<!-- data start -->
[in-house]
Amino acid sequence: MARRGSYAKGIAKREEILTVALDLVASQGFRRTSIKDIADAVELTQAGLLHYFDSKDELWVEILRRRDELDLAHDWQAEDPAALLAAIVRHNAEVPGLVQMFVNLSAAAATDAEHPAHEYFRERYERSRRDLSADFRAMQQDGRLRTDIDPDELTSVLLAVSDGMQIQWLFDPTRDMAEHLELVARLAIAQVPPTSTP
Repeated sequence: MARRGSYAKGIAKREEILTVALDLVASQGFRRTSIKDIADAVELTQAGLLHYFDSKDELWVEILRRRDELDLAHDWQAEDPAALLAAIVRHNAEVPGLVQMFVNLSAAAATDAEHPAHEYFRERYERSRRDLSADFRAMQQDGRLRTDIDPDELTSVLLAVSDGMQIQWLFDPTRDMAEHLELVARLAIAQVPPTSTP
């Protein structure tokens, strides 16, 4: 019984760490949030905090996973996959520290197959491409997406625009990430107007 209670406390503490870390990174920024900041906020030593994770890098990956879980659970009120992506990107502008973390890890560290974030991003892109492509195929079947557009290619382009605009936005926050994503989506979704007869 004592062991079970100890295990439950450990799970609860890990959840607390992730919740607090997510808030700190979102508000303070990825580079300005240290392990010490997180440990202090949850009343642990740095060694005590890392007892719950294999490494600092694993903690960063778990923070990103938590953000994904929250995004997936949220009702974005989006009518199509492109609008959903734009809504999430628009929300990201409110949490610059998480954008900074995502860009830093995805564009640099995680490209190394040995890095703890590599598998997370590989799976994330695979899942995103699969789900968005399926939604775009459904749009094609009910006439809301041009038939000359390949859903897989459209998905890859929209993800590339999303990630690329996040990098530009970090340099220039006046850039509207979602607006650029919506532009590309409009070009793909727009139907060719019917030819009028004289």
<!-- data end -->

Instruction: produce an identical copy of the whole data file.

[in-house]
Amino acid sequence: MARRGSYAKGIAKREEILTVALDLVASQGFRRTSIKDIADAVELTQAGLLHYFDSKDELWVEILRRRDELDLAHDWQAEDPAALLAAIVRHNAEVPGLVQMFVNLSAAAATDAEHPAHEYFRERYERSRRDLSADFRAMQQDGRLRTDIDPDELTSVLLAVSDGMQIQWLFDPTRDMAEHLELVARLAIAQVPPTSTP
Repeated sequence: MARRGSYAKGIAKREEILTVALDLVASQGFRRTSIKDIADAVELTQAGLLHYFDSKDELWVEILRRRDELDLAHDWQAEDPAALLAAIVRHNAEVPGLVQMFVNLSAAAATDAEHPAHEYFRERYERSRRDLSADFRAMQQDGRLRTDIDPDELTSVLLAVSDGMQIQWLFDPTRDMAEHLELVARLAIAQVPPTSTP
């Protein structure tokens, strides 16, 4: 019984760490949030905090996973996959520290197959491409997406625009990430107007 209670406390503490870390990174920024900041906020030593994770890098990956879980659970009120992506990107502008973390890890560290974030991003892109492509195929079947557009290619382009605009936005926050994503989506979704007869 004592062991079970100890295990439950450990799970609860890990959840607390992730919740607090997510808030700190979102508000303070990825580079300005240290392990010490997180440990202090949850009343642990740095060694005590890392007892719950294999490494600092694993903690960063778990923070990103938590953000994904929250995004997936949220009702974005989006009518199509492109609008959903734009809504999430628009929300990201409110949490610059998480954008900074995502860009830093995805564009640099995680490209190394040995890095703890590599598998997370590989799976994330695979899942995103699969789900968005399926939604775009459904749009094609009910006439809301041009038939000359390949859903897989459209998905890859929209993800590339999303990630690329996040990098530009970090340099220039006046850039509207979602607006650029919506532009590309409009070009793909727009139907060719019917030819009028004289």